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Theroux v. Rhode Island Department of Labor & Training

Superior Court of Rhode Island

March 14, 2016

RENE THEROUX, RST MECHANICAL, LLC
v.
RHODE ISLAND DEPARTMENT OF LABOR & TRAINING

Providence County Superior Court

For Plaintiff: Eric E. Renner, Esq.

For Defendant: Bernard P. Healy, Esq.

DECISION

PROCACCINI, J.

Rene Theroux (Mr. Theroux) and RST Mechanical, LLC (RST) (collectively Appellants) appeal a decision (Decision) from the Director of the Department of Labor and Training (DLT or Department) affirming a recommendation issued by DLT's Division of Professional Regulation, Mechanical Board (Mechanical Board). The Decision held that Appellants violated G.L. 1956 § 28-27-28 and § 28-27-50 by installing a heating unit without the required licenses and permits. Jurisdiction is pursuant to G.L. 1956 § 42-35-15. For the reasons set forth herein, the case is remanded for additional findings of fact.

I Facts and Travel

RST is a Rhode Island limited liability corporation that provides residential and commercial heating, ventilation, and air-conditioning services. In October 2012, August Louis (Mr. Louis) purchased a heating system from RST for $4000. RST delivered the system to Mr. Louis' home in North Kingstown, Rhode Island.[1]

On August 12, 2004, Mr. Louis filed a complaint with the Attorney General's office. Mr. Louis alleged, inter alia, that the heating system was installed on October 15, 2002 and stopped working properly two days later. He claimed that electrical wires were taped with duct tape; the air and heat were wired opposite; and the unit continuously ran. On August 26, 2014, Appellants were issued a Notice of Violation/Request for the Imposition of Penalty(ies) (the Notice of Violation)[2] by Nicholas Ranone (Mr. Ranone), Chief Mechanical Investigator of the DLT, Division of Workforce Regulation & Safety, Professional Regulation Unit. The Notice of Violation indicated that Mr. Theroux's son was not licensed to install heating and air-conditioning units, as required by § 28-27-28, and that the installation was performed without a permit, as required by § 28-27-20. Penalties were assessed at a total of $3000, $1500 for each violation.

Appellants timely appealed the Notice of Violation and requested a hearing before the Mechanical Board. The matter was heard on December 3, 2014. The parties heavily disputed whether RST, Mr. Theroux, and his son actually installed the system, or whether they merely delivered the system to Mr. Louis' home. On December 10, 2014, the Mechanical Board issued a written recommendation (the Recommendation), finding that the alleged violations occurred and the fine assessed should be upheld.[3] The Recommendation was subsequently forwarded to the Director of DLT for consideration. On December 31, 2014, the Director issued a written Decision, cursorily finding that "a violation of RIGL 28-27-28 – 'Practices for which a license is required' – and RIGL 28-27-20 'State and municipal inspections and installation permits' did occur and the requested fine of $3, 000.00 is hereby upheld." DLT Decision, Dec. 10, 2014. The Decision was mailed to Appellants on January 8, 2015.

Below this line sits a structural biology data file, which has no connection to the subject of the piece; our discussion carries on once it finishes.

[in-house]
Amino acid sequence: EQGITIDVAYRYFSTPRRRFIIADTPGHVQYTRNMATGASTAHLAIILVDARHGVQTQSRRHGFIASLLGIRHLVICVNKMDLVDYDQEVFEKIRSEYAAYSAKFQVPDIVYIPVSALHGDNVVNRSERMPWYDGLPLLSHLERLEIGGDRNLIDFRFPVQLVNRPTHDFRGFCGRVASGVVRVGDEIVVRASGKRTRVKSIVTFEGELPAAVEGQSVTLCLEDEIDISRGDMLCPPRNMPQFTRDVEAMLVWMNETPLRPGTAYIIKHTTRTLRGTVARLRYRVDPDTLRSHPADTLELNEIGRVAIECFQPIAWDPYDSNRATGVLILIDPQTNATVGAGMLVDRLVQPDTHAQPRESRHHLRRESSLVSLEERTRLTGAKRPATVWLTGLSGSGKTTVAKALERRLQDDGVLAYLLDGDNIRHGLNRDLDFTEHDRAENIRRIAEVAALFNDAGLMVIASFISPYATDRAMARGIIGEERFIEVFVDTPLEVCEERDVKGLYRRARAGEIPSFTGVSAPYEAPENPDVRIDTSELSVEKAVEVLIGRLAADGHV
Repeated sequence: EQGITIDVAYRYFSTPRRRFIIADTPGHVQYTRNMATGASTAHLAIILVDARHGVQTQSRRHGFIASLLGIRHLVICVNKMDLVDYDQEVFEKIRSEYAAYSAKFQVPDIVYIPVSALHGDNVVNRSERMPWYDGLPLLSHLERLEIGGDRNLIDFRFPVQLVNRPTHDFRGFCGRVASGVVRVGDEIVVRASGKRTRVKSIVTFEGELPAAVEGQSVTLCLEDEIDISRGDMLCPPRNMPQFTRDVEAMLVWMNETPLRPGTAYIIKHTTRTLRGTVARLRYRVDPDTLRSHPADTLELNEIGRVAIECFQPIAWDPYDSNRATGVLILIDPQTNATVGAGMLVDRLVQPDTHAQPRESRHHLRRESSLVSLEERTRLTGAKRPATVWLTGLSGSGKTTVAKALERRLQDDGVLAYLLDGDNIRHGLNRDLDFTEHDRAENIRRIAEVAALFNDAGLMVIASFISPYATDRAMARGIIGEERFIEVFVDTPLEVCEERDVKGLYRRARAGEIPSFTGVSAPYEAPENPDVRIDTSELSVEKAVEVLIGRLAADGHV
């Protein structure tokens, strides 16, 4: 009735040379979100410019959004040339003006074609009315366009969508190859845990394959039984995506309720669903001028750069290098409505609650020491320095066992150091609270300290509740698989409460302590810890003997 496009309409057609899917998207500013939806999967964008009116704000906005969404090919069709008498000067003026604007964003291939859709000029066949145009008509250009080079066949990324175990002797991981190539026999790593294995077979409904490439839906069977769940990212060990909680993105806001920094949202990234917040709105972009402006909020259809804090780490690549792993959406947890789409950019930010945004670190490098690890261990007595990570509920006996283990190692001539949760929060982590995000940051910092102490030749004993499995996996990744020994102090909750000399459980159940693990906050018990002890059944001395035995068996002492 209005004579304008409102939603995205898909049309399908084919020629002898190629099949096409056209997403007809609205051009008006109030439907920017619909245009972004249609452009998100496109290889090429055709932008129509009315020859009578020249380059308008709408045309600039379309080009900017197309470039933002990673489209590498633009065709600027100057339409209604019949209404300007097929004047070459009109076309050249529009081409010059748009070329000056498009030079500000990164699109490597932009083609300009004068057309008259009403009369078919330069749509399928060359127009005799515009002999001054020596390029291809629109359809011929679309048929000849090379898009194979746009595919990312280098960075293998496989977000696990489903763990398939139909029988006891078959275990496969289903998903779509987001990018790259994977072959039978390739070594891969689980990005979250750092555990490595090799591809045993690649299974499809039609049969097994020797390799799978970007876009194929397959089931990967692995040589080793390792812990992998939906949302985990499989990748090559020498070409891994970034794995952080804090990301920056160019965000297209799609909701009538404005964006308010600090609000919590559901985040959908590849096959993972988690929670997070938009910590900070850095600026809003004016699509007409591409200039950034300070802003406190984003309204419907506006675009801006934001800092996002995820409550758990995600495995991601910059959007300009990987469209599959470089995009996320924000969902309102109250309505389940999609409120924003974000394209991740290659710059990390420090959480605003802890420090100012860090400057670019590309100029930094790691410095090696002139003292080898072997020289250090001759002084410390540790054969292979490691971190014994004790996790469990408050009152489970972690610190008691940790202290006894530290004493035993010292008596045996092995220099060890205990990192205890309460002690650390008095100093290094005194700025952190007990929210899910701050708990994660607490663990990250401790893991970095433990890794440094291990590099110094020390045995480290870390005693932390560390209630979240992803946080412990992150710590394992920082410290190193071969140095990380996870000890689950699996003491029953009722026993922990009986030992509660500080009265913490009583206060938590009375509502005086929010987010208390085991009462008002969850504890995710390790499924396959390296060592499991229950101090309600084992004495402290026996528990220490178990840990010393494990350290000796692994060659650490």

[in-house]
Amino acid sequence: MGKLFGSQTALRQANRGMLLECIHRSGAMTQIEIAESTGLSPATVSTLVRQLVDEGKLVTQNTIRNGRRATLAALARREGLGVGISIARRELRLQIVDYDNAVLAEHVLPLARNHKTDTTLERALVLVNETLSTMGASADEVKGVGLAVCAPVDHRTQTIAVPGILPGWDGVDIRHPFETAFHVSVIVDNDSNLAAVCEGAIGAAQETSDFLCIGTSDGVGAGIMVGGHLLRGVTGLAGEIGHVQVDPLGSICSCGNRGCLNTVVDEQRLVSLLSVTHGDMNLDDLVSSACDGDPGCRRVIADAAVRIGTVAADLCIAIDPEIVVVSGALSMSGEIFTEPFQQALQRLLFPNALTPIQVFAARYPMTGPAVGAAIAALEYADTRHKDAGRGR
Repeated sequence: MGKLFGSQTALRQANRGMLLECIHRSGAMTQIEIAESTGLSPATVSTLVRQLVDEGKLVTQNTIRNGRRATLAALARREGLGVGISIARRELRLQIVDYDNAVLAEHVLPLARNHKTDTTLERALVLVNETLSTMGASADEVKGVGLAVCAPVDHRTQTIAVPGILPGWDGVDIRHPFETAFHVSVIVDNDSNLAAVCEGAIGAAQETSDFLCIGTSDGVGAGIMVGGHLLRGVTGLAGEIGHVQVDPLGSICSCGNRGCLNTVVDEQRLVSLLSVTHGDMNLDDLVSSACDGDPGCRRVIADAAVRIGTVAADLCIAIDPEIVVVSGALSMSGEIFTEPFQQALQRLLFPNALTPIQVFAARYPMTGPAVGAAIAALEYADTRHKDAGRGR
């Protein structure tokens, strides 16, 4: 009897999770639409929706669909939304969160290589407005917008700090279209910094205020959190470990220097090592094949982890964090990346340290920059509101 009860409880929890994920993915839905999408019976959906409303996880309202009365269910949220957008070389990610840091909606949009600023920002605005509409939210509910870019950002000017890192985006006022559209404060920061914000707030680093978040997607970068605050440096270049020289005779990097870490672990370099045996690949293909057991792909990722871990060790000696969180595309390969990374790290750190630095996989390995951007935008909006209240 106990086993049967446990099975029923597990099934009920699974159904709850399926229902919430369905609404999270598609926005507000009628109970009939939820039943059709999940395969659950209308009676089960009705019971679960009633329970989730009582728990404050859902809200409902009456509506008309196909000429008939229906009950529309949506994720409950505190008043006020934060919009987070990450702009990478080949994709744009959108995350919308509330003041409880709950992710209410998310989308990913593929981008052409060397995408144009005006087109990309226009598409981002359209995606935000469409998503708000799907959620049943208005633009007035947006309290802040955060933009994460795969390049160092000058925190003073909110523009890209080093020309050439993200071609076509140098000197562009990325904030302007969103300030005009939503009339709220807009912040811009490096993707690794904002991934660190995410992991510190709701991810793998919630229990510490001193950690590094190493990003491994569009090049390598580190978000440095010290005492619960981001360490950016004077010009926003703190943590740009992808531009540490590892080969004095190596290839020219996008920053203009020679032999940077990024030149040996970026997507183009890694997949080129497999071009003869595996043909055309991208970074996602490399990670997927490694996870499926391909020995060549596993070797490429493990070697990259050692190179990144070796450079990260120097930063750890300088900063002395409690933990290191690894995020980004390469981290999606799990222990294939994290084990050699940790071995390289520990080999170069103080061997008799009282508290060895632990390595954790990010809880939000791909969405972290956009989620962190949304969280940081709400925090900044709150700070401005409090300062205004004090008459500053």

On February 5, 2015, Appellants appealed the DLT's Decision to this Court. First, Appellants argue that both the Decision and Recommendation lack sufficient findings of fact that are separate from the stated legal conclusions. They posit that it is irrelevant whether the Decision is supported by substantial evidence on the record because such evidence never made it into the ultimate Decision, as required by G.L. 1956 § 45-35-12. In addition, Appellants claim that the Recommendation submitted by the Mechanical Board is a mirror image of the Notice of Violation that was sent to Appellants prior to the hearing. In essence, Appellants contend that the Mechanical Board failed to articulate specific facts but merely copied the previously sent Notice of Violation. Second, Appellants claim that their due process rights have been violated because they never received a copy of the Recommendation, as required by § 28-27-24(a). As a result, they argue, they were unable to take an administrative appeal and be heard by the Director of the DLT.

In opposition, DLT claims that the Recommendation and Decision are supported by substantial evidence on the record. Specifically, the Department contends that the factual issue of whether Appellants installed the unit was considered by the Mechanical Board and Director, and both chose to believe Mr. Louis. DLT argues that this Court is unable to assess the credibility of a witness and substitute its judgment for that of the agency. DLT also claims that Appellants received a full hearing and opportunity to be heard.

II Standard of Review

The Administrative Procedures Act (the Act) provides this Court with appellate review jurisdiction over DLT orders. Sec. 42-35-15(g). The Act states:

"The court shall not substitute its judgment for that of the agency as to the weight of the evidence on questions of fact. The court may affirm the decision of the agency or remand the case for further proceedings, or it may reverse or modify the decision if substantial rights of the appellant have been prejudiced ...

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